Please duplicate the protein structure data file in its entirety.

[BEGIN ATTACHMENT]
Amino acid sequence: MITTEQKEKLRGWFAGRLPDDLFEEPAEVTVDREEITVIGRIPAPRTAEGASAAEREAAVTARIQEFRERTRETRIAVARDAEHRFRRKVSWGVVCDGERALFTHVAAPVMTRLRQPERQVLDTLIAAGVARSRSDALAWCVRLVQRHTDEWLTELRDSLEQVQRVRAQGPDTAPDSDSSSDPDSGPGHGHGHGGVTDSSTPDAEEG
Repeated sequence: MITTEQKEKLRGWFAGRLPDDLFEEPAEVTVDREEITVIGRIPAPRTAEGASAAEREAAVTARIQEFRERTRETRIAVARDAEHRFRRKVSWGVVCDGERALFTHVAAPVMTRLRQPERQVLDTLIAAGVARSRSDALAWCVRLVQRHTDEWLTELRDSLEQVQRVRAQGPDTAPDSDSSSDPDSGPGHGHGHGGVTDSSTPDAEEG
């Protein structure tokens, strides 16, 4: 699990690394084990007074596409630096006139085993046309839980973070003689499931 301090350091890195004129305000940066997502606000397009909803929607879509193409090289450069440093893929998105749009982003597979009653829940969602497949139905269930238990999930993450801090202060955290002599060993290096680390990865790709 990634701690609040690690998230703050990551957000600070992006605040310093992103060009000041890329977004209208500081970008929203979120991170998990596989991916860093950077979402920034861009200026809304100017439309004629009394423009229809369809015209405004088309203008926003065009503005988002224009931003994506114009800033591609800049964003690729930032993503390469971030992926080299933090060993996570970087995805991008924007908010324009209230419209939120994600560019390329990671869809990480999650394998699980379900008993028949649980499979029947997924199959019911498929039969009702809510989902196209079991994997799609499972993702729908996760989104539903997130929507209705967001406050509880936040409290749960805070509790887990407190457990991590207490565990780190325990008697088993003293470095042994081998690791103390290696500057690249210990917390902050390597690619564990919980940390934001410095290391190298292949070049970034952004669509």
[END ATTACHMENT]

Amino acid sequence: MITTEQKEKLRGWFAGRLPDDLFEEPAEVTVDREEITVIGRIPAPRTAEGASAAEREAAVTARIQEFRERTRETRIAVARDAEHRFRRKVSWGVVCDGERALFTHVAAPVMTRLRQPERQVLDTLIAAGVARSRSDALAWCVRLVQRHTDEWLTELRDSLEQVQRVRAQGPDTAPDSDSSSDPDSGPGHGHGHGGVTDSSTPDAEEG
Repeated sequence: MITTEQKEKLRGWFAGRLPDDLFEEPAEVTVDREEITVIGRIPAPRTAEGASAAEREAAVTARIQEFRERTRETRIAVARDAEHRFRRKVSWGVVCDGERALFTHVAAPVMTRLRQPERQVLDTLIAAGVARSRSDALAWCVRLVQRHTDEWLTELRDSLEQVQRVRAQGPDTAPDSDSSSDPDSGPGHGHGHGGVTDSSTPDAEEG
């Protein structure tokens, strides 16, 4: 699990690394084990007074596409630096006139085993046309839980973070003689499931 301090350091890195004129305000940066997502606000397009909803929607879509193409090289450069440093893929998105749009982003597979009653829940969602497949139905269930238990999930993450801090202060955290002599060993290096680390990865790709 990634701690609040690690998230703050990551957000600070992006605040310093992103060009000041890329977004209208500081970008929203979120991170998990596989991916860093950077979402920034861009200026809304100017439309004629009394423009229809369809015209405004088309203008926003065009503005988002224009931003994506114009800033591609800049964003690729930032993503390469971030992926080299933090060993996570970087995805991008924007908010324009209230419209939120994600560019390329990671869809990480999650394998699980379900008993028949649980499979029947997924199959019911498929039969009702809510989902196209079991994997799609499972993702729908996760989104539903997130929507209705967001406050509880936040409290749960805070509790887990407190457990991590207490565990780190325990008697088993003293470095042994081998690791103390290696500057690249210990917390902050390597690619564990919980940390934001410095290391190298292949070049970034952004669509």